Shame on you Brad. Shame! Shame! Shame!

Ed Lopez January 10, 2013 at 2:42 pm

That’s the comment of one who is “Afraid to be Free” http://www.scribd.com/doc/82902506/Afraid-to-Be-Free-Buchanan

Ritwik January 9, 2013 at 1:21 pm

If only the internet Austrians used Buchanan as the beacon of their fiscal conservatism, they’d be on far surer grounds.

On a mildly related note, can you perhaps cover in a post who you’d consider the greatest political economists of the post-Buchanan/Schelling era, say between 1975 to 2005? Olson? Sen? McCloskey? Maybe even Sachs? Hard for anyone to be much of a generalist these days but would like to know your views on who managed.

W. Peden January 9, 2013 at 6:25 pm

A good question, Ritwik. I’d say Olson. I love McCloskey’s work, but I think her best work is historical, with interesting political implications deriving from it rather than within it.

Baphomet January 9, 2013 at 2:50 pm

The New York Times obituary claims that Buchanan was “an austere man with a severe aspect that many students found intimidating.” In reality he was a very sweet, though somewhat shy, guy. Also, he loved it when students disagreed with him, if they could provide good reasons for doing so. Although I cannot honestly say that any particular idea of his ever struck me as very compelling, he had an enthusiasm about intellectual pursuits in general that was an enormous influence on me.

DWM January 9, 2013 at 4:37 pm

The NYT could hardly have been more wrong (as usual) Gordon was intimidating to many students, but not Jim.

John January 9, 2013 at 7:52 pm

I don’t think anyone who’s seen Buchanan smile — and I’m sure all his students have — could ever describe him as “austere”.

Barkley Rosser January 9, 2013 at 6:01 pm

prior approval,

I would like to say that at this moment of the death of James Buchanan it is singularly inappropriate to bring up the fact that Gordon Tullock deserves the prize as well. He may well still get it for rent seeking, probably with some other co-recipients. That he did not share it with Buchanan may have been wrong, but it certainly was not due to any action on the part of the late Professor Buchanan.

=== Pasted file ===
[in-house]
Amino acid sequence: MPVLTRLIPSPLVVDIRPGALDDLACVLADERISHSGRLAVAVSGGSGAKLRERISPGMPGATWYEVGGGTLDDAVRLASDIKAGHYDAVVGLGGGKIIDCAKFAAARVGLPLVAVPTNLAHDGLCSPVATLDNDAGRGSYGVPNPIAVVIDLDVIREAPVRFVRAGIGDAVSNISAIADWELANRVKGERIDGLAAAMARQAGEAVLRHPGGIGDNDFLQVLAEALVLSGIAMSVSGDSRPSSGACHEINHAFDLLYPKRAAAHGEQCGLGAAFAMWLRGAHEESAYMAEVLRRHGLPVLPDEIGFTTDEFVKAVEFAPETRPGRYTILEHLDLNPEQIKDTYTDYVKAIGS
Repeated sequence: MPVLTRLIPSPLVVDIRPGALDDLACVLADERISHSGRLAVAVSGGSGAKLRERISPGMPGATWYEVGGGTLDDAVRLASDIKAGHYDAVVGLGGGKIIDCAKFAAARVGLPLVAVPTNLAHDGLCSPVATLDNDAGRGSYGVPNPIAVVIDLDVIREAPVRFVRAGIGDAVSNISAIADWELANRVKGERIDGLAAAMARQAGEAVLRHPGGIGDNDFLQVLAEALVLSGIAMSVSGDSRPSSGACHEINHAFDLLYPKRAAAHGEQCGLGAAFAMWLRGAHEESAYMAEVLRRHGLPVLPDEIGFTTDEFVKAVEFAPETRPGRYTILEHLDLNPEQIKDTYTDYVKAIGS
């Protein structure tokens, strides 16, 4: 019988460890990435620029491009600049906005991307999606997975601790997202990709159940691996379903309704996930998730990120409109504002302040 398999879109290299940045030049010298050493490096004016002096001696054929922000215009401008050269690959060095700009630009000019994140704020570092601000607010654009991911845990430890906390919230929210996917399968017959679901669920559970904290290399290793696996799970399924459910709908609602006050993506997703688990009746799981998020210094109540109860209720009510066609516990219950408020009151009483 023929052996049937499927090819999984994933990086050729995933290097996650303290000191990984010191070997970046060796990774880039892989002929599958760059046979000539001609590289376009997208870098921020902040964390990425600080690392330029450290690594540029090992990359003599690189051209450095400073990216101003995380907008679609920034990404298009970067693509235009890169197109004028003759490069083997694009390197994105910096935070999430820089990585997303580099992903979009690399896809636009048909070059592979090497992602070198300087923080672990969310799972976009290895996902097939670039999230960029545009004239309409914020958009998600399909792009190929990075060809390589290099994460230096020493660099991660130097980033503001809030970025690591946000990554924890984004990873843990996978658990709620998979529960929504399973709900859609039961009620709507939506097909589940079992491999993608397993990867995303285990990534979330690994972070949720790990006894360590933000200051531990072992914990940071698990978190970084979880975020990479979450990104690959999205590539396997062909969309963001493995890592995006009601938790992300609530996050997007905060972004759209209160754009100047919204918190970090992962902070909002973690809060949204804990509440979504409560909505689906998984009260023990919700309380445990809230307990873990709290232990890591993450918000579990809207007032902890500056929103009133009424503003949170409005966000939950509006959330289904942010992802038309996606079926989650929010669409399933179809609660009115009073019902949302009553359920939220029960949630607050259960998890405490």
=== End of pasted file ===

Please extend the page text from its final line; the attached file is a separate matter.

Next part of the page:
I will note that the scuttlebutt I have long heard from my contacts in Sweden is that for whatever reason Tullock was not on the list, but that the most likely co-recipient was Richard Musgrave, with whom Buchanan often publicly debated regarding the proper nature of public economics more broadly defined. That this term came into wide usage reflects this debate, as Musgrave was a main formulater of the previously dominant “public finance,” which when combined with the Buchanan-Tullock “public choice,” became modern “public economics.” i note that Musgrave probably deserved to receive the prize as well, but is no longer among the living.

prior_approval January 10, 2013 at 4:17 am

I’m not one who believes either of them deserve the Riksbank prize, just that Tullock certainly felt his work did not receive proper credit.

And interestingly, in the Buchanan wikipedia entry, the only two mentions of Tullock at all are one credit for their co-authored book, and a wiki link to Tullock in the see also category. Almost as if someone thought their collaboration was minimal, a thought buttressed by the awarding of the Rikbank prize to just one of them.

We used to chat about it back in the day, it being just one of several interesting things we knew would need to be managed – after all, GMU devoted lots of resources to import its (then only in the running) Riksbank prize winner, and we knew that our work would include keeping him happy. After all, without its Riksbank prize winner, most people would have dismissed the GMU econ dept as just another commuter school collection of academics unable to get a job at a better institution – with him, well, an entirely different story, isn’t it?

Mario Rizzo January 9, 2013 at 10:07 pm

On the “Brad DeLong” remark above. Are we sure it is really Brad DeLong and not someone paying games?

Barkley Rosser January 10, 2013 at 5:28 pm

Mario,
It now looks almost for sure that the “DeLong” above was not the real one, even though the real one trashed Milton Friedman after his death. On his blog, Brad has posted very flattering remarks about Buchanan, declariing that his most important innovations in economics deserving of the Nobel Prize and that they would not have been done without him, even as Brad noted his own political disagreements with Buck.

Arthur January 9, 2013 at 10:12 pm

Someone who knows DeLong needs to write to him and clear this up one way or the other. For the sake of his reputation. Also, if it’s fake, this site needs to fix it so this cannot occur.